07 Dec Experiencing Back Pain in the Medical Profession
After I began working as a Certified Nursing Assistant 10 years ago at the age of 18, I noticed one thing that began happening that I had never experienced before – upper back and neck pain. I have been fortunate that I have never had too much of an issue with lower back pain, as I hear many nurses complaining about. This pain was a nagging issue that I just dealt with and never went to the doctor for.
I was a marathon runner up until age 25 before I began weight lifting for a bikini competition. Each workout day consisted of training different muscle groups, including back, traps, and a posterior chain day. After a few months, I noticed how much stronger I felt, my posture was easier to hold correctly, and I felt much better overall.
I recommend any nurse or medical professional who has issues with back pain to start a resistance training program. Of course, see your doctor first to make sure there are no restrictions and request an X-ray and other necessary measures. I had an X-ray done and fortunately, there was no damage or issues and my spine was lined correctly. I notice that my upper back aches more when working, likely due to stress and being on my feet most of the day. Not only are back exercises important, but strengthening your abdominal and leg muscles will help to support the back as well.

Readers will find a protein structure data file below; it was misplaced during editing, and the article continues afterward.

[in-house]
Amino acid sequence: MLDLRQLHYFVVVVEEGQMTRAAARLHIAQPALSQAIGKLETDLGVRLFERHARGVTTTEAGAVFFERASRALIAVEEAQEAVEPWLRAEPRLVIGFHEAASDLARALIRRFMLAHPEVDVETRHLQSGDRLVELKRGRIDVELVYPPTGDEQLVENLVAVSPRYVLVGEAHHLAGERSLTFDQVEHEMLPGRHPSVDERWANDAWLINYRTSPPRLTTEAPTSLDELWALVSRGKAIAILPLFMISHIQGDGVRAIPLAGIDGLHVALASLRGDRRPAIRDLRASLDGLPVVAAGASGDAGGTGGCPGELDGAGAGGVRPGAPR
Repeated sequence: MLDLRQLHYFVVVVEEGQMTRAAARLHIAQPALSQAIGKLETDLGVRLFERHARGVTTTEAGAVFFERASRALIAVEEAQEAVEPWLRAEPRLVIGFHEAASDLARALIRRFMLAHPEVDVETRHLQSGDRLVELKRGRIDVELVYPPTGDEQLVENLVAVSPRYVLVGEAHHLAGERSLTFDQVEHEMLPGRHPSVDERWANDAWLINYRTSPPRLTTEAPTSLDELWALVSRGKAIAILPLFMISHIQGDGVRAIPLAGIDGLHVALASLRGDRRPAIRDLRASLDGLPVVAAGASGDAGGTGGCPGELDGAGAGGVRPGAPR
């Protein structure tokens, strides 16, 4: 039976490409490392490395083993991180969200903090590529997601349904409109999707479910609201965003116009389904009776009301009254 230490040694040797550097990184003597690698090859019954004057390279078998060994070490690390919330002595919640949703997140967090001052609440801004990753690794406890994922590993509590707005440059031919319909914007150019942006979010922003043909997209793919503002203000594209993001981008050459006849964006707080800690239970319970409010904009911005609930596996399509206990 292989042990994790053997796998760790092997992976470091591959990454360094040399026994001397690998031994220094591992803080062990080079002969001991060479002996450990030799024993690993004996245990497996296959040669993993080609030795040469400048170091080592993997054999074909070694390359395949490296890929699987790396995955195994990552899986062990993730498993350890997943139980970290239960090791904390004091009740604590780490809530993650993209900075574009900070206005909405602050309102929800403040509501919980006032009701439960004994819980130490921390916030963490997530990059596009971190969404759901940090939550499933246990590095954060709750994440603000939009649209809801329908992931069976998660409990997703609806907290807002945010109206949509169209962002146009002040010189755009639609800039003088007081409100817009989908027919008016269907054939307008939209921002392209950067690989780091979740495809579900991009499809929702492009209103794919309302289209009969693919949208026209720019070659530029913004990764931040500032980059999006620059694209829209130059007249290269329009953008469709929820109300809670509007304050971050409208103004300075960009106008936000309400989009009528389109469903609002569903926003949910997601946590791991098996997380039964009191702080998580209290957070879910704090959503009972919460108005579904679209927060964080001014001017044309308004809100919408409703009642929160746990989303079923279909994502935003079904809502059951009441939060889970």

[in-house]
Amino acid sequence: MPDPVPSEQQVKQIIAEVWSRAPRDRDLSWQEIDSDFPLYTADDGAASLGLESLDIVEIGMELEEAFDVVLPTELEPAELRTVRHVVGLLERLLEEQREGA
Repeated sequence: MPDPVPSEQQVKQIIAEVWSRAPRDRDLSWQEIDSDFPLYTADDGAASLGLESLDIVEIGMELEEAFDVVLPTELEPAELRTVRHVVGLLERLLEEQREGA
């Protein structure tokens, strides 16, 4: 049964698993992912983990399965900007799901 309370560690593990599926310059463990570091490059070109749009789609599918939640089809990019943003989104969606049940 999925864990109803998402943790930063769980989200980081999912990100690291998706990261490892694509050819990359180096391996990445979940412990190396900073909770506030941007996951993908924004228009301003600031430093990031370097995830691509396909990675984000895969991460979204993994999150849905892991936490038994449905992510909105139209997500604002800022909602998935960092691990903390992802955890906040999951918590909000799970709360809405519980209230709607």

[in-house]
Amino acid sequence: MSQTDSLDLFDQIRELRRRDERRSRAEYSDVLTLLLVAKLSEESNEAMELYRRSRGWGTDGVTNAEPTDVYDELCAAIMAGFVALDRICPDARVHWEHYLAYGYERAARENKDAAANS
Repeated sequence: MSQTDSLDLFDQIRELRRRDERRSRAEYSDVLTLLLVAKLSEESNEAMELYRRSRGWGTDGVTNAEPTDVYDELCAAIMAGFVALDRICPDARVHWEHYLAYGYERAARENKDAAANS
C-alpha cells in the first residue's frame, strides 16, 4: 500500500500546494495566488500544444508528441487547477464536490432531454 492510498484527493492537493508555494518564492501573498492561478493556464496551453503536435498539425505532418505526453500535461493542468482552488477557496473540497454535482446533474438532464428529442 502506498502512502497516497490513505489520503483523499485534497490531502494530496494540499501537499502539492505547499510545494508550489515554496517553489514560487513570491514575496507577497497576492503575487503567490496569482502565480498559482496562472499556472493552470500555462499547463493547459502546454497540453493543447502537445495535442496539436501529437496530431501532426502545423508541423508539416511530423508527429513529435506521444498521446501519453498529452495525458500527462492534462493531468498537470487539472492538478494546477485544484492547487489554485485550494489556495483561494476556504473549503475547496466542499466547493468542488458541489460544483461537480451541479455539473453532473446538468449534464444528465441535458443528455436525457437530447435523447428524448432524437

Some of my favorite back exercises to include during my workouts are:
- Assisted Pull-ups or Lat Pulldowns
- Seated Cable Rows
- Dumbbell Rows
- Inverted Bodyweight Rows
- T-bar Rows
- High Cable Pullbacks (with rope attachment)
Other modalities I include are de-stressing interventions, since the more I’m stressed, the more my back aches.
*a bath with Epson salts – light a candle and put some relaxing music on .
* take a relaxing walk outside (I usually do this with my husband and our dogs)
*date night with my hubby.
*playing with my dogs.
*reminding myself at work to take one task at a time.
*virtually anything you love doing!
Lastly, I try to avoid over the counter medications because I do not want to rely on them to treat my pain. NSAIDS, such as Ibuprofen, can be hard on the GI tract and kidneys taken long-term. Some hospitals I’ve worked for frown upon sitting and actually do not have a nurse’s station or chairs because they want us to stay at the bedside every second, even during charting which, in opinion, is a little awkward. Definitely take your breaks, if you get them, and try not to get too worked up during your shift.
XOXO – Bev